Perkins School for the Blind Transition Center

Advocating for the Advocate

Experiencing a life-changing event is one of the reasons people start advocating. For autistic people, advocating can mean stepping so far out of their comfort zone socially, it feels like they’ve lost sight of it. As for myself, I went from feeling invisible most of my childhood, to talking in front of my very familiar students in small classrooms, to speaking to strangers at national conferences. My life-changing event was my husband of 29.8 years dying by suicide. Suddenly, I had important information about crisis supports and suicide prevention for autistic people to share.

Lisa Morgan MEd, CAS

Lisa Morgan MEd, CAS

So, I started advocating to professionals supporting autistic people in crisis. What I found was that advocating has either been a great mountain-top experience or a challenging, cactus-like prickly one. I love it when I can help professionals understand how to support autistic people in crisis. It’s a great feeling of satisfaction and happiness. Unfortunately, I also found myself in situations where I was being unintentionally harmed through my advocacy efforts.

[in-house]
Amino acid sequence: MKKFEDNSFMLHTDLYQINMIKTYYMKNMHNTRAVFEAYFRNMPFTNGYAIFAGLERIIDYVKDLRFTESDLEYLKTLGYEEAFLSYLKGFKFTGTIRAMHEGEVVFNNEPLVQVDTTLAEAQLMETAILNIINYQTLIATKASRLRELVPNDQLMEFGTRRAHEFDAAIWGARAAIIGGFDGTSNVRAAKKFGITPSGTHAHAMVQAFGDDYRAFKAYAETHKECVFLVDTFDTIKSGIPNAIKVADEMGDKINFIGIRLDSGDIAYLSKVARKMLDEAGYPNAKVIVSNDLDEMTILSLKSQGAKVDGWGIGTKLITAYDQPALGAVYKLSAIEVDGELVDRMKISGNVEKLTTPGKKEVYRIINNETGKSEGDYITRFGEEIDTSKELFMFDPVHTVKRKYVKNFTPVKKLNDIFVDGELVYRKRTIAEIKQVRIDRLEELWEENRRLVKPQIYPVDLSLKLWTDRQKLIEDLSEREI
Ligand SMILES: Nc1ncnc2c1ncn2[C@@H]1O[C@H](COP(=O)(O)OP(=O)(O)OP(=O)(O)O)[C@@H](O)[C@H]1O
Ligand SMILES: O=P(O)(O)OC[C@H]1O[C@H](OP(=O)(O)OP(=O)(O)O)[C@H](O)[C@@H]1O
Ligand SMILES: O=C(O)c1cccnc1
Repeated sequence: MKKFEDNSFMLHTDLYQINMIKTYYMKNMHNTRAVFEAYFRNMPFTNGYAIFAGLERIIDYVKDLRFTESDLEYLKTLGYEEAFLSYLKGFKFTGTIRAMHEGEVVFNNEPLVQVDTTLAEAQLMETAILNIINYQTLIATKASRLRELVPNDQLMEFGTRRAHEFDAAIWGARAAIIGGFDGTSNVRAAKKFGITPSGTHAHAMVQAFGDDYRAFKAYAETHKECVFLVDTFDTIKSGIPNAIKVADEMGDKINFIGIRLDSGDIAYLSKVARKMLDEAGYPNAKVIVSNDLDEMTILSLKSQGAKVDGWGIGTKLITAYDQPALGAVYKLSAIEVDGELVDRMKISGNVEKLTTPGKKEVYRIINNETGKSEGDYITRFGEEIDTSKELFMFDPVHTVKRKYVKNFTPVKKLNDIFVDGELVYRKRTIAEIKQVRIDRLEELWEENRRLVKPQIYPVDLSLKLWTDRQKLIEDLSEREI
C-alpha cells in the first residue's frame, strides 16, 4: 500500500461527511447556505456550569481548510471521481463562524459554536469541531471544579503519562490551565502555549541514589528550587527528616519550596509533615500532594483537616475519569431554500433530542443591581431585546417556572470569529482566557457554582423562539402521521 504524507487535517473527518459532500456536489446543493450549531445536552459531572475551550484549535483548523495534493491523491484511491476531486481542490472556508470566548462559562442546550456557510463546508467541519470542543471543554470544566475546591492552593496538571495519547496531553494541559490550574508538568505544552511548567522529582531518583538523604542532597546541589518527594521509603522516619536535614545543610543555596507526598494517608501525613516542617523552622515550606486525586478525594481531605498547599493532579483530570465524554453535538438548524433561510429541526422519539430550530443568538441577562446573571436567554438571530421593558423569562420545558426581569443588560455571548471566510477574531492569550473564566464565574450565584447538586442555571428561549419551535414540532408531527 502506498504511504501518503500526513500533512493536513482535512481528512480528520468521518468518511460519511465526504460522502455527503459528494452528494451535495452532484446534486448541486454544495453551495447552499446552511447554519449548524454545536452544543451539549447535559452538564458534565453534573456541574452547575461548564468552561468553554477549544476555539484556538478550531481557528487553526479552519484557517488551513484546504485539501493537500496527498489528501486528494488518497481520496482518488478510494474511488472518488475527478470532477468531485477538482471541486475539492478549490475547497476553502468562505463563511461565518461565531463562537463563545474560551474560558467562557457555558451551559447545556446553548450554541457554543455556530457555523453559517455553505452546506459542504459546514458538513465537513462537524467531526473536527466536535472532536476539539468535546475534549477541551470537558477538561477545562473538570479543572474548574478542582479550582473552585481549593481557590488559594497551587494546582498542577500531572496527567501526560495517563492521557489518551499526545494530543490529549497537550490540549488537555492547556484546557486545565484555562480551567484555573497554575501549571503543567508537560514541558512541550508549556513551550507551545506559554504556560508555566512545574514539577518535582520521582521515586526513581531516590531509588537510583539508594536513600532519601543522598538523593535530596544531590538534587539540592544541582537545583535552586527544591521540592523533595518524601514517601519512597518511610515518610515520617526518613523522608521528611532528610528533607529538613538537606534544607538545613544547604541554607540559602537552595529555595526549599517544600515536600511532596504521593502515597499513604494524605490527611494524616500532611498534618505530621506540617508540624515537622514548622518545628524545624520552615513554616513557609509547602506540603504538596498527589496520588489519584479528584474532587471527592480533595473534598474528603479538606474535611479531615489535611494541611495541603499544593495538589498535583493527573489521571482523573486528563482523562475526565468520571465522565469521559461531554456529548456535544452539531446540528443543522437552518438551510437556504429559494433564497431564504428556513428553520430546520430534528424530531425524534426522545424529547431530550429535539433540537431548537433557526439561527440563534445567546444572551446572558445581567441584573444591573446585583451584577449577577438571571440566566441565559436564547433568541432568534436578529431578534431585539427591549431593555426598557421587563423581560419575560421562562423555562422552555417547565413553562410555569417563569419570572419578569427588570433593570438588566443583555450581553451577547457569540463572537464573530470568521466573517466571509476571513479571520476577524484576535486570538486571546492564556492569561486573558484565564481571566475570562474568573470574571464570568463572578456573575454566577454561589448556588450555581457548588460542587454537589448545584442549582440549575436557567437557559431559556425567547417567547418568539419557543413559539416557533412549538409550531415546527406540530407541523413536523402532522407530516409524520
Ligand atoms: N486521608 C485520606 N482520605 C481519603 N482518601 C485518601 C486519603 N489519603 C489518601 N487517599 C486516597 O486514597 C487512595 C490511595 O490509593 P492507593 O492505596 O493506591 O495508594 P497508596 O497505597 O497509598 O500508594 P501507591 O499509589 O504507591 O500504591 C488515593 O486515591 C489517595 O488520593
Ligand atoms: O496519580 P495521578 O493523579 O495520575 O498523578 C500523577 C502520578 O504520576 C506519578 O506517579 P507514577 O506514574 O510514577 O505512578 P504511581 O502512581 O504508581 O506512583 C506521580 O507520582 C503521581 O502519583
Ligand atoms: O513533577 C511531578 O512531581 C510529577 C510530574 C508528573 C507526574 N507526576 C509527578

Unintentional is the key word here because the people I advocate to are helping professionals. These are the people who need the important information I have acquired through lived experience. The people who, when they come to truly understand autism, have the potential to be important culturally competent allies for autistic people. Allies who can save lives.

Harm is what happens when the professionals I’m advocating to forget, or perhaps do not understand that I’m autistic too, which means what I’m teaching pertains to me as well. So, for instance in advocating for crisis supports, I might teach that autistic people who are triggered may not be able to communicate, may have a regression of skills, or have high anxiety. Then, I may experience professionals who question my competence in being able to advocate because I struggle to answer a question or to talk at all in a moment of high anxiety.